Although it seems like the substances help them handle the side effects, in reality they make the effects worse. They exaggerate the symptoms of their mental illness which leads to more substance use. Soon they’re trapped in a downward cycle of drug use and mental illness which often requires treatment to interrupt.
6. Children who don’t receive treatment for a childhood mental health issue often grow up to develop substance dependence issues.
Again, people with dual diagnosis often find themselves with the condition as a result of trying to self-medicate. Children who do not receive treatment for mental illnesses or disorders have a greater risk of turning to substances to manage symptoms as they grow older. By offering treatment when they’re young, their chance of developing a worsening disorder decreases.
7. People with a co-occurring disorder diagnosis are incredibly high-risk individuals.
Mental illness and addiction put people at a high risk on their own. Combining the two puts them at even higher risk of risky or dangerous behavior, or even suicidal ideation. These individuals need specialized treatment as soon as possible in order to have the best chance at recovery.
8. Co-occurring disorders benefit most from a specialized approach to treatment.
Again, the side effects of substance abuse often look like a mental illness. Once the drugs leave someone’s system and the symptoms of mental illness are still present, then doctors better understand what they’re dealing with. They first need to work with the person’s substance abuse before they can make an impact on their mental illness. This specialized approach is best handled in a dual diagnosis-specific facility.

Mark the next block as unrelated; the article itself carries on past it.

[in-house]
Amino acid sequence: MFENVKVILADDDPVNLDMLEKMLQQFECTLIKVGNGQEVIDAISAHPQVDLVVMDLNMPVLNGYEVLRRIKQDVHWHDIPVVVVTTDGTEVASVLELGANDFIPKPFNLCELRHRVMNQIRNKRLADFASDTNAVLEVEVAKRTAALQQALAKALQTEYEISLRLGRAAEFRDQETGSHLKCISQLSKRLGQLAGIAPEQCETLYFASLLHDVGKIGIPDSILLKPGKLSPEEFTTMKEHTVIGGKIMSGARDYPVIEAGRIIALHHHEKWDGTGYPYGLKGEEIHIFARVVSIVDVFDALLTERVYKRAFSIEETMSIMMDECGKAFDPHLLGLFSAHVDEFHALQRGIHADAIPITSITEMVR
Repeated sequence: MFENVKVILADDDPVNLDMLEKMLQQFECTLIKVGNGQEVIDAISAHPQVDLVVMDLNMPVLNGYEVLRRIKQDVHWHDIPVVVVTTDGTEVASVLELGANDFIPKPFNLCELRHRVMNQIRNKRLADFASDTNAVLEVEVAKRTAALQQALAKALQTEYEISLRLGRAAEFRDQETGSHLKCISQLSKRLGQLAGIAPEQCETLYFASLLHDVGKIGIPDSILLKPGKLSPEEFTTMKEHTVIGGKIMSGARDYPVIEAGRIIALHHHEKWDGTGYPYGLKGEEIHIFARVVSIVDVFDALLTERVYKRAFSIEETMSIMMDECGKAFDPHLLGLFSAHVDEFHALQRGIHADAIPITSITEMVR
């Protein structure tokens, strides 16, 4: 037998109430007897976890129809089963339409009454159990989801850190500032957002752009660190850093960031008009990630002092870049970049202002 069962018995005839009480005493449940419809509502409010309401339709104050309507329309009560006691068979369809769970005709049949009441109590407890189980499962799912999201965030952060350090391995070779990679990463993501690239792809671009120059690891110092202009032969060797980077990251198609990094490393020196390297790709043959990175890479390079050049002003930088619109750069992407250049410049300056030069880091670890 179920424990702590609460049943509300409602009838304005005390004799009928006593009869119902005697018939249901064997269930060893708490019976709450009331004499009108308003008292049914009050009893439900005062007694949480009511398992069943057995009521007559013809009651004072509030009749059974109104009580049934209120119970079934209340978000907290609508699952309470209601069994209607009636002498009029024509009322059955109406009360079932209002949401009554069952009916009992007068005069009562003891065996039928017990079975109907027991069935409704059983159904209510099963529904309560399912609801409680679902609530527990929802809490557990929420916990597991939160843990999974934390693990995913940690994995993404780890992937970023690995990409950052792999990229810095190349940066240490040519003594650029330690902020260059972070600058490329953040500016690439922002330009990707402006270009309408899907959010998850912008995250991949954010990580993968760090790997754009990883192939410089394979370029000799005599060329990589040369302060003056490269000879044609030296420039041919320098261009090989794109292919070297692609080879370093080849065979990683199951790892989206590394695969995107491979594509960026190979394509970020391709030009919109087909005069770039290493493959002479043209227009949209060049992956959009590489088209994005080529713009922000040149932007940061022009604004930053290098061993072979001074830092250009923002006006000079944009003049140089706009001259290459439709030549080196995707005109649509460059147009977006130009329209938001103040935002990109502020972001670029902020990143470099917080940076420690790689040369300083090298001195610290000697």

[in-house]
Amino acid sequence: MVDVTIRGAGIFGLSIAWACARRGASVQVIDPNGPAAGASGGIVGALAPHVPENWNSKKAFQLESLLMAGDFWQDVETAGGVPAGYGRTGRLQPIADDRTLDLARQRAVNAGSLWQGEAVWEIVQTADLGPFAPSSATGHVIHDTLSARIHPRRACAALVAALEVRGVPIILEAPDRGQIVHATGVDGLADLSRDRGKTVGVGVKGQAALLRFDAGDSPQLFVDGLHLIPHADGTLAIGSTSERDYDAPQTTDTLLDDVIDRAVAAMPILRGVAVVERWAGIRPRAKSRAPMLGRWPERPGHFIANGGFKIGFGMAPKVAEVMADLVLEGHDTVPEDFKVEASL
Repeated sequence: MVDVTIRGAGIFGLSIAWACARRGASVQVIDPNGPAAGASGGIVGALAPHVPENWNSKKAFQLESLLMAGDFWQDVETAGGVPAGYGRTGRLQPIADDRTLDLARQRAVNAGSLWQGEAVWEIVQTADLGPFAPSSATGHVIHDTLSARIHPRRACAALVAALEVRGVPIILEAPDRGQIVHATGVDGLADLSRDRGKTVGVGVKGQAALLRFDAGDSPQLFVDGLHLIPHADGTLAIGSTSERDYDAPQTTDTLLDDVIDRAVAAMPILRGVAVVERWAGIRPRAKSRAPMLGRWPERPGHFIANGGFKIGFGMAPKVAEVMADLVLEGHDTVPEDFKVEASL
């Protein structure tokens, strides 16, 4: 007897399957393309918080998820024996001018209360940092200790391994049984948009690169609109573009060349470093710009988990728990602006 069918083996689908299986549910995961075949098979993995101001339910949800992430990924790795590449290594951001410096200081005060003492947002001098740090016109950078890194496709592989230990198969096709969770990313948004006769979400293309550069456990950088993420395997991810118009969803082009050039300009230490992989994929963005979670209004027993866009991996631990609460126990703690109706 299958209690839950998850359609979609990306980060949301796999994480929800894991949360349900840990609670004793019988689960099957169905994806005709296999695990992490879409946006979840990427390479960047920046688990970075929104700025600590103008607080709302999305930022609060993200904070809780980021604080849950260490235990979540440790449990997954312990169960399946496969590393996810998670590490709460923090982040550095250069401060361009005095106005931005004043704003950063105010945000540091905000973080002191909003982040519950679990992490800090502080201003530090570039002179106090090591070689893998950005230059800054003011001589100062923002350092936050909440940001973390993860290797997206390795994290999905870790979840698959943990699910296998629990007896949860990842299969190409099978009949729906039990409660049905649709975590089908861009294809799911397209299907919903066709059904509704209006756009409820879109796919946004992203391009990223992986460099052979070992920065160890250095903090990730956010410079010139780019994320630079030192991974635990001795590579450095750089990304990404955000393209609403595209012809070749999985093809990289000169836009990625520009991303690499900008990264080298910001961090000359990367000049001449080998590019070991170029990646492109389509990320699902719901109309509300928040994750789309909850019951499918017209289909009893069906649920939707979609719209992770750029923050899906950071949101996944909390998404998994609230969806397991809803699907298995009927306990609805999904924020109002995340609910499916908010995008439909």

9. Dual diagnosis often takes longer to treat than treating someone with only one condition.
Since people with co-occurring disorders have two different issues, treatment often takes longer. Doctors and psychiatrists first handle the substance abuse before turning to the mental illness. Regular treatment centers usually don’t offer the additional care and time needed for those with dual diagnosis. Specialized facilities understand the need for well-rounded, in-depth treatment of individuals with co-occurring disorders.
10. It’s best to seek treatment for dual diagnosis sooner rather than later.
The sooner someone with dual diagnosis seeks treatment the better. They are high-risk individuals that often find themselves trapped in their patterns of behavior. Treatment provides the support they need to handle both their substance abuse and their mental illness before it’s too late.
Do you know someone who lives with a co-occurring disorder? Hawaii Island Recovery is a facility that understands the importance of specialized dual diagnosis treatment. We offer both tried and tested methods of therapy alongside holistic approaches to treatment in order to create a specific path to recovery for each individual. Call our admissions office at 877-721-3556 to learn more about our program today!